National Social Security Authority (Nssa) was attracted to Renaissance Merchant Bank (RMB) to access Afre Corporation (now First Mutual Holdings Ltd)’s property portfolio, and not the bank per se, well-placed sources say.
A source close to Nssa said the fund was interested in snapping up First Mutual’s vast property portfolio tentatively valued at over US$200 million and not the troubled bank itself.
“Nssa bought RMB as a stepping stone to Afre,” said the source. “It’s still a very good investment. Look at the property portfolio.”
But another source discounted the claim that Nssa went into RMB for its 33% equity stake in financial services concern for its property portfolio, adding the fund was committed to rescuing the bank, but had almost given up on the investment because former RMB boss and shareholder Patterson Timba was sabotaging capital raising plans.
“There are other shareholders still causing problems at Capital Bank who claim ownership of the bank. They do not want to participate in a capital raise and this is frustrating the recovery of the bank. They also do not attend annual general meetings where very important decisions are made,” the source said.
Timba, sources said, felt he was stampeded by Nssa into selling RMB, in which he, together with partners Dunmore Kundishora and Clementine Sibve, had a controlling stake.
The sources added that Timba has written several letters to government departments complaining about how the deal was structured by Nssa to muscle him out, a move the main shareholder finds hostile.
Timba was not available for comment.
This comes after it emerged Nssa had sought the nod from the Reserve Bank of Zimbabwe (RBZ) to wind up Capital Bank and start a micro-finance bank.
Under statutory regulations of 2012, micro-finance institutions must have US$5 million in capital.
The fund, which has sunk a total of US$48 million into Capital Bank, has held several meetings with the RBZ since October 24 when the bank filed with the RBZ for approval to wind up.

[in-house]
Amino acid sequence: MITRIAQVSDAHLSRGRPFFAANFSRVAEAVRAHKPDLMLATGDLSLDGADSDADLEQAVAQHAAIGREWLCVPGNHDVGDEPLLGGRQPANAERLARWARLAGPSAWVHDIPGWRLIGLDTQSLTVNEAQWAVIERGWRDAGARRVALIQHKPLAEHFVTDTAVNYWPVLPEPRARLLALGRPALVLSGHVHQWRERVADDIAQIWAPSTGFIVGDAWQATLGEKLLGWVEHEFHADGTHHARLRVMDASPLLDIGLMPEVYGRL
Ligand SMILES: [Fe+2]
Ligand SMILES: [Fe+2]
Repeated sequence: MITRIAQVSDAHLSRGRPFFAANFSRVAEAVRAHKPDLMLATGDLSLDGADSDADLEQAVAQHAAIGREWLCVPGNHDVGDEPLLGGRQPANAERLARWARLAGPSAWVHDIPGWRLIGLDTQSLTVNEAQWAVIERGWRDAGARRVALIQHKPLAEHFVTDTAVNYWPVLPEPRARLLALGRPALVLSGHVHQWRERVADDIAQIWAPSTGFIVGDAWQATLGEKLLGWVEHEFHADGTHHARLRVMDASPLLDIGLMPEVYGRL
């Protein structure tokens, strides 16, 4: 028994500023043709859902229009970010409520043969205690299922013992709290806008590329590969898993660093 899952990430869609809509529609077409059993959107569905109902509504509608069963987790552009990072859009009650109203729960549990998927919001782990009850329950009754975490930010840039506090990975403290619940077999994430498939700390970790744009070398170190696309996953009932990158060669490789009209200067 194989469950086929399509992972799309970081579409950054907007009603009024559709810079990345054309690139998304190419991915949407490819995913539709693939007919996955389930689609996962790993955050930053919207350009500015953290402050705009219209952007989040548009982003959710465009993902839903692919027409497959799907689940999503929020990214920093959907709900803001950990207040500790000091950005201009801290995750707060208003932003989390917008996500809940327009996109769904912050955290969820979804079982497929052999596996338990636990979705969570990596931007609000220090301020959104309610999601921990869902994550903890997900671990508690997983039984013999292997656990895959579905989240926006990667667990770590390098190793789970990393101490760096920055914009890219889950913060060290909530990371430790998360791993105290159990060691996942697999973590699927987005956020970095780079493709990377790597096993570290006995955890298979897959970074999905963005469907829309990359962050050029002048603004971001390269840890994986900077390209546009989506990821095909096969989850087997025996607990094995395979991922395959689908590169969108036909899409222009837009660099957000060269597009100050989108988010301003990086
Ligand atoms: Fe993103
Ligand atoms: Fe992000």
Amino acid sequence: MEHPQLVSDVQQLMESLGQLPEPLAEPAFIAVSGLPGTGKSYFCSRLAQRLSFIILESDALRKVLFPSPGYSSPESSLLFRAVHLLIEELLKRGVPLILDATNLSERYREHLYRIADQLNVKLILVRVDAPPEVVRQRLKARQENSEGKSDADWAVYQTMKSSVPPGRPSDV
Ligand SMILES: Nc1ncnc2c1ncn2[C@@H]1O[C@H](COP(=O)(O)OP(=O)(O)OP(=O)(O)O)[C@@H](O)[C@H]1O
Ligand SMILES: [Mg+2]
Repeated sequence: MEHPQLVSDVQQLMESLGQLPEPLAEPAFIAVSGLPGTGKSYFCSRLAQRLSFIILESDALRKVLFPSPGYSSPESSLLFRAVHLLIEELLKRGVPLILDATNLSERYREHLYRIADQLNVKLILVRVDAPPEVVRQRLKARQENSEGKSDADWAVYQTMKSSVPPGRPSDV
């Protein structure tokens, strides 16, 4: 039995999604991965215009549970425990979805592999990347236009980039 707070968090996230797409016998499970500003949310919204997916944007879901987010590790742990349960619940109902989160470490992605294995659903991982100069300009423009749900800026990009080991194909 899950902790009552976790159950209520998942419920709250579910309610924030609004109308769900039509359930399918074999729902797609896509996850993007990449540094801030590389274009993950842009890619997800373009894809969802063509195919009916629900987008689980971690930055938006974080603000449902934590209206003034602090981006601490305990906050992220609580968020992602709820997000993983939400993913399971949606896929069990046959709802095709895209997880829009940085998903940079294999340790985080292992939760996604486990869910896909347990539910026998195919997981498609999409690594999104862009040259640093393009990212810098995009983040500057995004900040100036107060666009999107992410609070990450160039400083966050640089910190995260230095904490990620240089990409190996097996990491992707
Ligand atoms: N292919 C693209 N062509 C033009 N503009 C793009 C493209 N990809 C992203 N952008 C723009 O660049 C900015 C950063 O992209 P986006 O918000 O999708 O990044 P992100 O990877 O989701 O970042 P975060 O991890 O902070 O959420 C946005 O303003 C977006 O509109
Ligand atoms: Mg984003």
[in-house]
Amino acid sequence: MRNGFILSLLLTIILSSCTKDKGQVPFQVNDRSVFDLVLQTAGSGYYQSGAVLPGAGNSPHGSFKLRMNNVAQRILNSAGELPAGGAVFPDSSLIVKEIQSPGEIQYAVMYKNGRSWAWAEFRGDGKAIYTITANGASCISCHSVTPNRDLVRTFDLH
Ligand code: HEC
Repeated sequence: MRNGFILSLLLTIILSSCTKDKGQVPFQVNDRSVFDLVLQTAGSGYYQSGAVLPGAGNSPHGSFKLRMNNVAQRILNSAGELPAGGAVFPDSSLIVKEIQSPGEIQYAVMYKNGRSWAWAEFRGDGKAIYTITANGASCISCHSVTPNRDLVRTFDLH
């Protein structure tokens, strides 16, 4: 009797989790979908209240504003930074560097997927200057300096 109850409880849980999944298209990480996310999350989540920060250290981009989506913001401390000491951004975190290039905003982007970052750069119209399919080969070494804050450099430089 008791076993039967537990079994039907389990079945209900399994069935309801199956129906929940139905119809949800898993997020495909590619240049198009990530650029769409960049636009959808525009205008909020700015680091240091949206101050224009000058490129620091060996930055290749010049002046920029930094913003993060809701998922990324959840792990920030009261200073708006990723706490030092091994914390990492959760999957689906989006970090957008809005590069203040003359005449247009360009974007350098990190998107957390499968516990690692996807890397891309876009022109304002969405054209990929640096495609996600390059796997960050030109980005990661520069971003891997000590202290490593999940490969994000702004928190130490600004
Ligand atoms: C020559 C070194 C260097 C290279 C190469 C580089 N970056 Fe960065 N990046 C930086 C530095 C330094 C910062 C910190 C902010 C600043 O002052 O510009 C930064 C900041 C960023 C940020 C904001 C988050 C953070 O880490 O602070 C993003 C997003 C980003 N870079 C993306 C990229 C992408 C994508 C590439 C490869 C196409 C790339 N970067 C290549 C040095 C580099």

Nssa, which administers social security public funds on behalf of about 1,3 million contributors and pensioners, has held separate meetings with the RBZ since October.
Capital Bank MD Lawrence Tamayi said the issue was being delayed at a shareholder level.
He said: “This is an issue that needs to be dealt with at a shareholder level. Shareholders must resolve the disagreements they have over the ownership of the bank to ensure the customers’ interests are safeguarded.”
Analysts say it defies economic sense for Nssa to exit now after committing US$48 million. Bank managers argued that it was best to preserve the US$30 million Nssa investment in the bank by recapitalising it rather than Nssa writing off US$48 million as loss arising from discontinued operations.
Information gathered by businessdigest shows that Nssa could have written off its US$12,5 million held in deposits.
This comes after efforts to convert the US$12 million deposit into a long-term loan, which could be recovered from collections from unsecured non-performing loans over the next three years.
According to an internal Capital Bank circular seen by this paper, various options such as a US$22 million capital injection would help the bank turnaround without further capital calls to shareholders.
An injection of US$22 million would see the bank meet the capital requirements of a micro-finance bank, namely US$5 million.
Nssa has been playing lender-of-last-resort in the market, providing long-term deposits to banks and some of its investments have not performed to expectations.
Nssa in February 2012 completed the acquisition of RMB and emerged with a 52% equity stake in Afre.